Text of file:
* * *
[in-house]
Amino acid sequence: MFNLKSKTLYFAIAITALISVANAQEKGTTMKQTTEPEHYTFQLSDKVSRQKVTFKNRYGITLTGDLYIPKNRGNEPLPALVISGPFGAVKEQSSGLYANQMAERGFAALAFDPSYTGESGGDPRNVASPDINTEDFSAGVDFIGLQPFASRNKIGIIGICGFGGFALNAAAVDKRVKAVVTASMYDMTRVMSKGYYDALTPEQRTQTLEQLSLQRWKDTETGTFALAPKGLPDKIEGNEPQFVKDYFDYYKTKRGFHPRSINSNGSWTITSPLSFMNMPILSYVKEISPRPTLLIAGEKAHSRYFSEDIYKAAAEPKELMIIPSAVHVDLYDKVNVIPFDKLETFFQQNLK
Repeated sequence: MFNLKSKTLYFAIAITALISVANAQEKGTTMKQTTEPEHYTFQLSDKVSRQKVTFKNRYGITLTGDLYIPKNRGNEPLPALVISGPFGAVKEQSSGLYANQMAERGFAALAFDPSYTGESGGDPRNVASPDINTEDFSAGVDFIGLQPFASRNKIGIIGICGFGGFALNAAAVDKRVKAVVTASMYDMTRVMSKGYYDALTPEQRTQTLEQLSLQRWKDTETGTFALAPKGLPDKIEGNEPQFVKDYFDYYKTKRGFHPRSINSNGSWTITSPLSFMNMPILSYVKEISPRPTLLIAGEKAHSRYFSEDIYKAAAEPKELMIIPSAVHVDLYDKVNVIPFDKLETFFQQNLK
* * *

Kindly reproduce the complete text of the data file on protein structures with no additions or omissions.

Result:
[in-house]
Amino acid sequence: MFNLKSKTLYFAIAITALISVANAQEKGTTMKQTTEPEHYTFQLSDKVSRQKVTFKNRYGITLTGDLYIPKNRGNEPLPALVISGPFGAVKEQSSGLYANQMAERGFAALAFDPSYTGESGGDPRNVASPDINTEDFSAGVDFIGLQPFASRNKIGIIGICGFGGFALNAAAVDKRVKAVVTASMYDMTRVMSKGYYDALTPEQRTQTLEQLSLQRWKDTETGTFALAPKGLPDKIEGNEPQFVKDYFDYYKTKRGFHPRSINSNGSWTITSPLSFMNMPILSYVKEISPRPTLLIAGEKAHSRYFSEDIYKAAAEPKELMIIPSAVHVDLYDKVNVIPFDKLETFFQQNLK
Repeated sequence: MFNLKSKTLYFAIAITALISVANAQEKGTTMKQTTEPEHYTFQLSDKVSRQKVTFKNRYGITLTGDLYIPKNRGNEPLPALVISGPFGAVKEQSSGLYANQMAERGFAALAFDPSYTGESGGDPRNVASPDINTEDFSAGVDFIGLQPFASRNKIGIIGICGFGGFALNAAAVDKRVKAVVTASMYDMTRVMSKGYYDALTPEQRTQTLEQLSLQRWKDTETGTFALAPKGLPDKIEGNEPQFVKDYFDYYKTKRGFHPRSINSNGSWTITSPLSFMNMPILSYVKEISPRPTLLIAGEKAHSRYFSEDIYKAAAEPKELMIIPSAVHVDLYDKVNVIPFDKLETFFQQNLK